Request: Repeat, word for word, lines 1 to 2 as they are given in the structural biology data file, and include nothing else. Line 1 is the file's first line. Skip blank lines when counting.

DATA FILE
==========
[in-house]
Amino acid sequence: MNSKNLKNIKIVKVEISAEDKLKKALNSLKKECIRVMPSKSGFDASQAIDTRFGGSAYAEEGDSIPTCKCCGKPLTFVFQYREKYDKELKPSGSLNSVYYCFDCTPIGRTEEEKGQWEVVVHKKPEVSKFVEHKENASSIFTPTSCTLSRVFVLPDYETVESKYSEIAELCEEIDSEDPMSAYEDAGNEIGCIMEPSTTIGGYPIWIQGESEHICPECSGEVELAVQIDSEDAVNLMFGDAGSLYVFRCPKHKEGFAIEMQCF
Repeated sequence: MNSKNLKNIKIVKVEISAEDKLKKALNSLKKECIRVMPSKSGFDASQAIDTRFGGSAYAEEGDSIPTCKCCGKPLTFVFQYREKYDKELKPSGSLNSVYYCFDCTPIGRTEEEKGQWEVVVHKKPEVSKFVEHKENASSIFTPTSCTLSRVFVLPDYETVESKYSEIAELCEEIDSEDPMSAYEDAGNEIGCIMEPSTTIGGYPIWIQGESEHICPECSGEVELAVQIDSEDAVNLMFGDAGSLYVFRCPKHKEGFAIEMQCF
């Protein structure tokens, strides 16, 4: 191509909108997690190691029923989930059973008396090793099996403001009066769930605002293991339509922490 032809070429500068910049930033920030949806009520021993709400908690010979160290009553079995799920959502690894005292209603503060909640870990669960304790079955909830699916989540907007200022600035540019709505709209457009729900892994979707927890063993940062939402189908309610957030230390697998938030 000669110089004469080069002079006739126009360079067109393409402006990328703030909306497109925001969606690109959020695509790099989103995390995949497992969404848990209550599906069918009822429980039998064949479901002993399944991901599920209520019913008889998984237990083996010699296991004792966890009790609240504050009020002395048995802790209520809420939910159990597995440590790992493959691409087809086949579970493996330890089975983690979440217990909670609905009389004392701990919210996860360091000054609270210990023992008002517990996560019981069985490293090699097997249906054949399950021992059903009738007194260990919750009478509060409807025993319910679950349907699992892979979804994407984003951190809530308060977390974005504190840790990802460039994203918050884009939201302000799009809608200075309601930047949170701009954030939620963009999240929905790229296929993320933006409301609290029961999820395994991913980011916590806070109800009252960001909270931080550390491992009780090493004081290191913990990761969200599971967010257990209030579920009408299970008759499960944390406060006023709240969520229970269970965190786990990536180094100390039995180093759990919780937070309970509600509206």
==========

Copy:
[in-house]
Amino acid sequence: MNSKNLKNIKIVKVEISAEDKLKKALNSLKKECIRVMPSKSGFDASQAIDTRFGGSAYAEEGDSIPTCKCCGKPLTFVFQYREKYDKELKPSGSLNSVYYCFDCTPIGRTEEEKGQWEVVVHKKPEVSKFVEHKENASSIFTPTSCTLSRVFVLPDYETVESKYSEIAELCEEIDSEDPMSAYEDAGNEIGCIMEPSTTIGGYPIWIQGESEHICPECSGEVELAVQIDSEDAVNLMFGDAGSLYVFRCPKHKEGFAIEMQCF